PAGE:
Jesus urges his followers in Matthew 25:36 that part of being a discipleship is noticing, visiting and caring for those on the margins, including those in prison.
A great example of ecumenical collaboration around prisons is found in the Prison Fellowship – one of CTE’s Bodies in Association – which sees a variety of churches working together to pray for and bless prisoners and their families..
Here Prison Fellowship’s regional director Pat shares something of their story…
Over the years Christians in the UK have responded to Christ’s call to visit those in prison (Matthew 25). Prison Fellowship was founded in the United States in 1976 by Charles W. Colson, following his release from prison after serving a sentence for a Watergate-related crime. Prior to his imprisonment, Colson had served as chief counsel for President Richard Nixon.
In the UK, Sylvia Mary Alison that believed God was calling her to develop Christian ministry in our prisons, but she was not clear about the way forward. As an eighteen-year-old, she felt God’s clear call to minister to prisoners, but she felt both appalled and afraid. Sylvia envisioned a brand new organisation growing and developing, “as all of us – of all denominations, of all sectors of society with different gifts and skills and roles and functions, brothers and sisters in Christ – met together and worshiped and prayed for the prisons and prisoners, and looked to see what God would have us do.”
Today the UK Prison Fellowship has close to 3,000 volunteers in 90 groups across the country. Every group is attached to a local prison and has volunteers from a variety of churches. In Pat’s group, this includes those from the Church of England, Baptists, Methodists, Roman Catholics, people from the Eden project and the local Chinese Christian Fellowship. They range in ages too, from 23 – 90. Pat said she did very little recruitment, but found that word of mouth meant the right sort of people passionate about prisoners and their families found their way to the group.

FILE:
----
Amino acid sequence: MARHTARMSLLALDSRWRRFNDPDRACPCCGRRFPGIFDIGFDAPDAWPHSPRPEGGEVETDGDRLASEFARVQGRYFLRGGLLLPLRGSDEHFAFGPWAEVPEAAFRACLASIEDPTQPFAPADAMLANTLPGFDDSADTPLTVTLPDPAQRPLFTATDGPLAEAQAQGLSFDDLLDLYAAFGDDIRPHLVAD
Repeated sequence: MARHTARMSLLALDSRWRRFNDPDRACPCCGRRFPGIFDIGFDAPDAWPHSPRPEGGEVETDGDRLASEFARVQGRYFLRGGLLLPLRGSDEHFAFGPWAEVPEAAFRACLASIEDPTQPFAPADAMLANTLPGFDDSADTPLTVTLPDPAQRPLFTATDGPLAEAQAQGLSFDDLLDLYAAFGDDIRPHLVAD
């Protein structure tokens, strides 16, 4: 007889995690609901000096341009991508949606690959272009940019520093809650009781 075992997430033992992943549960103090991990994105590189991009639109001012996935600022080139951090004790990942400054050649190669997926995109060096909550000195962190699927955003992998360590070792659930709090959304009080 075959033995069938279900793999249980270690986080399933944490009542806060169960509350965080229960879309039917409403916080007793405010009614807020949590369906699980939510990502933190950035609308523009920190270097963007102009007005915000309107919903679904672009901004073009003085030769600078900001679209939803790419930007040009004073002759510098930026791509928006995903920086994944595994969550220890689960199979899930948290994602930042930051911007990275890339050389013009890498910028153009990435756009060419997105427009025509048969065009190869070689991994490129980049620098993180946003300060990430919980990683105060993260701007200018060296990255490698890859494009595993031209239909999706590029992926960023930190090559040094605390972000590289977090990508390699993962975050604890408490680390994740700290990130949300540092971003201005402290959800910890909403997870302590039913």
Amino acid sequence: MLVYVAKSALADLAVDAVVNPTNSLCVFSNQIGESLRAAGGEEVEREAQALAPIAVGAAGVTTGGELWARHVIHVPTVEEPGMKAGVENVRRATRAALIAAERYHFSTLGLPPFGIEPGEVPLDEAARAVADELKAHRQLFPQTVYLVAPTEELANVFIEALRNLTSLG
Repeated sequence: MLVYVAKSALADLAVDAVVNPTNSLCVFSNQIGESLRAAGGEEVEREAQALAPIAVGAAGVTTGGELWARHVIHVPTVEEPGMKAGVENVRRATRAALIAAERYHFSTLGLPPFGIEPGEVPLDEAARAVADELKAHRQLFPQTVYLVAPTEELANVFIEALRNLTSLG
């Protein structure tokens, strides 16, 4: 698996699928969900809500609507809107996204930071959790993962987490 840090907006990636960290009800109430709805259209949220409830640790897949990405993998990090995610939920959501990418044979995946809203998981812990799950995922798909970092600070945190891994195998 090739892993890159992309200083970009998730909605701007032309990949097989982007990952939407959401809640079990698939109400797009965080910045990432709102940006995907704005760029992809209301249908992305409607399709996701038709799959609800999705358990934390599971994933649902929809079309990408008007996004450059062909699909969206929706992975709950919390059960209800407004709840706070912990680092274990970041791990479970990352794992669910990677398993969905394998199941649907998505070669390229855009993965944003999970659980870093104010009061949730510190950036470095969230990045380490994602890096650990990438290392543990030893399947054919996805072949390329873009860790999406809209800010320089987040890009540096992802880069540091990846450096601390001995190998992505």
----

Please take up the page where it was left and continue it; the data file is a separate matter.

A restorative justice programme called Sycamore Tree has seen 30,000 prisoners take part. The course is based on the story of Zacchaeus and is taught in prisons in groups of up to 20 learners, over a six-week period. Learners on the programme explore the effects of crime on victims, offenders, and the wider community, and discuss what it would mean to take responsibility for their personal actions. The course is run by an ecumenical team. Each team member has prayer support from their local church. Research suggests that it is the interaction between the prisoners and the volunteers that makes the biggest impact.
They have also set up a Prayer Line service. This is a free phoneline signed off by the Prison services, which allows anyone in prison to call a free number and leave a confidential message with their personal prayer request. Prison Fellowship’s team of volunteers are committed to pray for each person that calls on that day and across the following month. During the covid lockdown, prisoners have been locked up 23 hours a day and visits have been limited. The Prayer Line gives prisoners an opportunity to share what is happening and what their concerns are. Additionally, a Zoom prayer meeting of prison fellowship volunteers takes place once a fortnight with 150 people joining.
If you are interested in being part of the work of prison fellowship as an individual or a local Churches Together group, contact Prison Fellowship directly at firstname.lastname@example.org